Georgia HEART Hospital Program Helps Rural Hospitals While It Reduces Your Tax Obligation
As we’ve discussed before, the Tax Cuts and Jobs Act will limit the dollar amount you can deduct for state and local income taxes (SALT), combined with property taxes, to $10,000 starting with the 2018 tax year.
Thanks to the state of Georgia, though, you may be eligible to reduce your tax obligation while donating to a worthy cause at the same time. The Georgia Department of Community Health passed legislation in 2016 that gives individual and corporate taxpayers Georgia income tax credits for donating to rural and critical access hospitals in the state.
It’s called the Georgia HEART Hospital Program. The state has allocated $60 million for tax credits that will be converted from donations made by taxpayers to qualified Rural Hospital Organizations (RHOs) in the state of Georgia. Each RHO can receive up to $4 million in donations for 2018. You can see the list here.
Georgia HEART permits you to designate which RHO will be the recipient of your charitable contribution. If you’d like, you can divide it among multiple facilities, or you can let the Georgia Department of Community Health make the decision based on need.
MARCH 30 UPDATE
In its last session on Thursday, March 29, Georgia state lawmakers passed changes to this legislation as originally written. It’s expected that Governor Nathan Deal will sign the bill. If it becomes law, you can expect to see the new modifications—included here in italics next to the original bill’s limits—incorporated.
As you probably know, tax credits are often preferable to straight deductions, as they’re usually matched dollar for dollar. Since this is a very unusual local tax law, it has its own limitations on contributions:
- Single individuals and heads of households can get tax credits equal to 90 percent (would increase to 100 percent) of their donations OR $5,000 per tax year (whichever is less).
- Married couples filing joint returns can claim 90 percent (100 percent) OR up to $10,000 per tax year.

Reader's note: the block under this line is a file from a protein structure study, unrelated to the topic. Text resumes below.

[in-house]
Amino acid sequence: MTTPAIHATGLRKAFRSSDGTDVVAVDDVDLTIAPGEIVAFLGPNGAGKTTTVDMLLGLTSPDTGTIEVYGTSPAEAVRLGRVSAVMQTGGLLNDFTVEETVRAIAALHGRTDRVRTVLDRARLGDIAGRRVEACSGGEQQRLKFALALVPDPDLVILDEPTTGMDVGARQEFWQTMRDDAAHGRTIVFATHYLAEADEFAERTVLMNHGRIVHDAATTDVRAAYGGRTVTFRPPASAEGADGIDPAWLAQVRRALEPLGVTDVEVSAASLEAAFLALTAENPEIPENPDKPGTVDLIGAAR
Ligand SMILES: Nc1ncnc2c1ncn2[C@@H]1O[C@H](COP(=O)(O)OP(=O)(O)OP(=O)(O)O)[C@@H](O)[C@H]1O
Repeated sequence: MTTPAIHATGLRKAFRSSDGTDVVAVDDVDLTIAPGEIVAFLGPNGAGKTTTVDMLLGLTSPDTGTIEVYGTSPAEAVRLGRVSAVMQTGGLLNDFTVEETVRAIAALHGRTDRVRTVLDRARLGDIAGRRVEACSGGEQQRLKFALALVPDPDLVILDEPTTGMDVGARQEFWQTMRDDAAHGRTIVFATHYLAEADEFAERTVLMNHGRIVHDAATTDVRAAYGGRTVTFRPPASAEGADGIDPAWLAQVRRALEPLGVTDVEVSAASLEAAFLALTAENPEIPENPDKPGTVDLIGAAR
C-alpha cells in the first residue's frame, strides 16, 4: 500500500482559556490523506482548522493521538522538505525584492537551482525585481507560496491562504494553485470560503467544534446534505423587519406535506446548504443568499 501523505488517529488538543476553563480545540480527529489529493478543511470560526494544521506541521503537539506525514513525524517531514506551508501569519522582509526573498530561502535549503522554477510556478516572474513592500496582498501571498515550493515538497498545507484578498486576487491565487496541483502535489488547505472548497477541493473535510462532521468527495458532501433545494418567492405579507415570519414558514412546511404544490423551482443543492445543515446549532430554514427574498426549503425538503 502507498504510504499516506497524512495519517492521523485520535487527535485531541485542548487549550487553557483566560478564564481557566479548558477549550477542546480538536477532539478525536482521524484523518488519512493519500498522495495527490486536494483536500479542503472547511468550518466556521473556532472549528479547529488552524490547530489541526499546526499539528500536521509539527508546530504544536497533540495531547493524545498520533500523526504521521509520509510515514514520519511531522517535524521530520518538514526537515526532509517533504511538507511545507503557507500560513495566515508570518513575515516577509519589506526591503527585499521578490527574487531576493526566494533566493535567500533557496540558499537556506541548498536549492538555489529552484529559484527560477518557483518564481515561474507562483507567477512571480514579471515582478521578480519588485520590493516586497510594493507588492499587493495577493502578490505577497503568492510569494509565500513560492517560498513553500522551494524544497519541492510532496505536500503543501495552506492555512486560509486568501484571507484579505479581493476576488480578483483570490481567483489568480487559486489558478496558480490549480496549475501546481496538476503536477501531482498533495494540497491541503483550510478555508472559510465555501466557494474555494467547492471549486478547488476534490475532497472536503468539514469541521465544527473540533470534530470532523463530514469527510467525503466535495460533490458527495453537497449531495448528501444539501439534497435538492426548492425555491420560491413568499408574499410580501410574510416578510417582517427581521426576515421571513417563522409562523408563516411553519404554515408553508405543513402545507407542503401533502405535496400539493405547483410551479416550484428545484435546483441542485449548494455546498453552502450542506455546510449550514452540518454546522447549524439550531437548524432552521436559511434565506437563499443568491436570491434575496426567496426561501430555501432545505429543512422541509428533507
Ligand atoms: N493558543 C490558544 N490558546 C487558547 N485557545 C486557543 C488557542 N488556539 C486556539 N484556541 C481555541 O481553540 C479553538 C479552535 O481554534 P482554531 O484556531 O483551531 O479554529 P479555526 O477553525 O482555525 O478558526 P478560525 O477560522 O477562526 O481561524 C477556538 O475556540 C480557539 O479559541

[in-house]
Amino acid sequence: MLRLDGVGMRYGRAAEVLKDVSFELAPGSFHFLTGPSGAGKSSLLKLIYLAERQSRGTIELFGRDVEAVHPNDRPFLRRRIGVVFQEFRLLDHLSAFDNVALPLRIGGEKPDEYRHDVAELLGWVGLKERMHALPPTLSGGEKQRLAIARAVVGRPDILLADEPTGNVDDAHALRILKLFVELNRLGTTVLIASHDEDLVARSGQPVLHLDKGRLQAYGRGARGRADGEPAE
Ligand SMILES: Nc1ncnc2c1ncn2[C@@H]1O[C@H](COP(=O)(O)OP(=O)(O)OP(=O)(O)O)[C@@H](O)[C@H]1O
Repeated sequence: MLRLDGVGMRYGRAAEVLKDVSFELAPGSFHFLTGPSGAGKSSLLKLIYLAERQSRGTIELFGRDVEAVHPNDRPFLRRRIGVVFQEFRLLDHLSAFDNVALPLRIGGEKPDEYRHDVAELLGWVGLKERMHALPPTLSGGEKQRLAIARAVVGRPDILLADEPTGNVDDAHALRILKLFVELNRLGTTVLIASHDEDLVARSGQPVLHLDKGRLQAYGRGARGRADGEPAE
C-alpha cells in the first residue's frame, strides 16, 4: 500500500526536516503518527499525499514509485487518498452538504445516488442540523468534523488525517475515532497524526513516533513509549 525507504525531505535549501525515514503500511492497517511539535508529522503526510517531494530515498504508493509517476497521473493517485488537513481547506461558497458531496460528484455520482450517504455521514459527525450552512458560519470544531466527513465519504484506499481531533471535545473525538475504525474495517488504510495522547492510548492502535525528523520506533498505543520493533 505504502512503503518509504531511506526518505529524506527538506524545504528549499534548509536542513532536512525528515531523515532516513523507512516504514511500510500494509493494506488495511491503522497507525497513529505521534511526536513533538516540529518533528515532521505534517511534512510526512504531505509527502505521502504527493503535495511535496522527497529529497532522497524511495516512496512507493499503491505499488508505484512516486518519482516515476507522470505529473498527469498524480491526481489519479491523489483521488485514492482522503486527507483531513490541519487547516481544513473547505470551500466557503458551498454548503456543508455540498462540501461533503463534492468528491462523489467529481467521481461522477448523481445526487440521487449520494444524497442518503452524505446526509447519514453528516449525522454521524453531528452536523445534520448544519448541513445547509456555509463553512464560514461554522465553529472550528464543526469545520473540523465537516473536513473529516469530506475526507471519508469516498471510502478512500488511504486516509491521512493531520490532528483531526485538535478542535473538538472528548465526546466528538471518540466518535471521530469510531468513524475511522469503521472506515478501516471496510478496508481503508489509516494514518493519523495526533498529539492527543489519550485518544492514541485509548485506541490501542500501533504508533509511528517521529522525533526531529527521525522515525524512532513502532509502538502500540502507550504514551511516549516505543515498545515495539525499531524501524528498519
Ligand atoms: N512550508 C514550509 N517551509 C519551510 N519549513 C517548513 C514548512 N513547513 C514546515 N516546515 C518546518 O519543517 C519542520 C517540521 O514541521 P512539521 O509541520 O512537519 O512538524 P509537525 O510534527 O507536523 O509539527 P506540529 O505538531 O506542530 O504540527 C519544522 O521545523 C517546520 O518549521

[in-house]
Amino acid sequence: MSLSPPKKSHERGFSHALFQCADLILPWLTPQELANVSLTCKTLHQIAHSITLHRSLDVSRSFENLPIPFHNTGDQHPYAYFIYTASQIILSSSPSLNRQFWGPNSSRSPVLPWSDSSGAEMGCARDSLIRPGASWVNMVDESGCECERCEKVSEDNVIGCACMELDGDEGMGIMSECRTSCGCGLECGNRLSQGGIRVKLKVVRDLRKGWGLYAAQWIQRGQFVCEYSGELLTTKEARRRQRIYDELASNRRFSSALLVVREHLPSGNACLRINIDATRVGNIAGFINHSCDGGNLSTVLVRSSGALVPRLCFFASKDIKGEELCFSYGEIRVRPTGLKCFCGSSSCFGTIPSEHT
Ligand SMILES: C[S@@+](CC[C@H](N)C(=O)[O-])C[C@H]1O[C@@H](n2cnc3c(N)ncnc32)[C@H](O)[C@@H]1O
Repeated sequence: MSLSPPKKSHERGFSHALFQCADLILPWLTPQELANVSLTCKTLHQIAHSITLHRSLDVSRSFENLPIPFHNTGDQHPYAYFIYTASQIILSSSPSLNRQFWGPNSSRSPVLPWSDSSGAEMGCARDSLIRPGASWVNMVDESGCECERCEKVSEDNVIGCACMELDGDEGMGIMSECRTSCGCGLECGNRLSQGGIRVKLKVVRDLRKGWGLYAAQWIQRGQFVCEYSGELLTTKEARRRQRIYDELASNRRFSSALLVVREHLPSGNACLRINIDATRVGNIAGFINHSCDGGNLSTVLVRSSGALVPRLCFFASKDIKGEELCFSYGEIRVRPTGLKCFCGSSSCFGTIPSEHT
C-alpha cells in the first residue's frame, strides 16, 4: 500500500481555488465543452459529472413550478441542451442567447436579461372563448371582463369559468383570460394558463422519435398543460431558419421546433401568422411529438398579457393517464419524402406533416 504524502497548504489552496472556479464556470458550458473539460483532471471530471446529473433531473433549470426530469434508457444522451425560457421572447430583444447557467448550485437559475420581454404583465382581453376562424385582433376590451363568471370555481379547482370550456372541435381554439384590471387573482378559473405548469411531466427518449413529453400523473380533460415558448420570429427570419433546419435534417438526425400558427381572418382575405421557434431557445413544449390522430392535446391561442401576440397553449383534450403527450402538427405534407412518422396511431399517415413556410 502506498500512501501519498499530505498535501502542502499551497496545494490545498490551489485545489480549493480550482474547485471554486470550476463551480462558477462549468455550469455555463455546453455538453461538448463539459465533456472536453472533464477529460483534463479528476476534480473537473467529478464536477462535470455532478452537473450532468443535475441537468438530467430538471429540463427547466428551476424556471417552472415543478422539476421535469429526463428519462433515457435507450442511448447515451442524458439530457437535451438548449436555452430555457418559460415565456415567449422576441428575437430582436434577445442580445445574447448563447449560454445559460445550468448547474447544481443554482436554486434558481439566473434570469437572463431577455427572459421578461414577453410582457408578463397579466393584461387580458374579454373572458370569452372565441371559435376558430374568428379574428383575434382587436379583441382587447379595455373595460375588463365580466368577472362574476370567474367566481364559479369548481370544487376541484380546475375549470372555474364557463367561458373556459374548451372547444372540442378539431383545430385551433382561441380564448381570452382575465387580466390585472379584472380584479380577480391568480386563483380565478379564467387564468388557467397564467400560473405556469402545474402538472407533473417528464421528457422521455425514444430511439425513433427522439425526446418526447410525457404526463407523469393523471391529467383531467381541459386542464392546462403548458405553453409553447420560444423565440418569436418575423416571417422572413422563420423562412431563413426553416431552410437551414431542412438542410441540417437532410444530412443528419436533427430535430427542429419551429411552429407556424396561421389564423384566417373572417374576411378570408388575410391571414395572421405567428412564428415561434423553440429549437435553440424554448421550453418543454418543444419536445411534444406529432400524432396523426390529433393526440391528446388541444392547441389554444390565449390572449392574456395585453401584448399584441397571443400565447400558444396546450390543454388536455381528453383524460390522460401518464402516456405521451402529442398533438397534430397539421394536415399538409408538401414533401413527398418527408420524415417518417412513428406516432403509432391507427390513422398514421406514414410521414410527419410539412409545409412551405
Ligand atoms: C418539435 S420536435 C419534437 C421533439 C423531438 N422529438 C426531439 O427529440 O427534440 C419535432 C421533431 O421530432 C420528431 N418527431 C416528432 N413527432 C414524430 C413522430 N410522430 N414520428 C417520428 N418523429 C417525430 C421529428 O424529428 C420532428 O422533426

- Pass-through entities, like S Corporations or LLCs, are subject to the same maximum amounts enforced for single or married filers. (Companies and individuals using these tax structures, “…specifically qualify as eligible contributors.”)
- C Corporations or Trusts can apply for tax credits equal to 90 percent (100 percent) of their contributions OR 75 percent of their Georgia income tax liability (whichever is less).
If you want to receive a tax credit for the full $10,000 authorized by the Tax Cuts and Jobs Act, you would have to donate more. Married-filing-joint taxpayers, for example, would have to contribute $11,111. (The Department of Revenue may grant an additional $1,111 credit to married couples who have already contributed the extra money IF the $60 million cap hasn’t been met by June 30. Until the DOR provides more information, married taxpayers are advised to contribute no more than $10,000 to an RHO; they can then add more after June 30 if their tax situation warrants it.)
Two More Possible Changes
If the revised bill becomes law, there will be no maximum credit limits for non-corporate contributions to RHOs after June 30 every year through 2021 (the year the Georgia HEART program is set to expire). Also, taxpayers who already applied for a 90 percent credit through the program (and funded it) may be granted a 100 percent credit by the DOR.
How to Apply
It’s only April, but if you’re interested in reducing your 2018 tax obligation by applying for this credit, you need to get started soon. After completing the application form online, George HEART will submit it to the Georgia Department of Revenue, which has 30 days to approve it. You must then fund your donation within 60 days.
That’s the easy part. You still need to understand the steps necessary to claim this donation on your 2018 taxes, and it’s tricky because of the relationship between the SALT deduction and the Georgia HEART credit. We can help you plan for it so your return will be in order next year. Year-round income tax strategizing is a good idea, anyway. Let us introduce you to the ways it can minimize your tax obligation.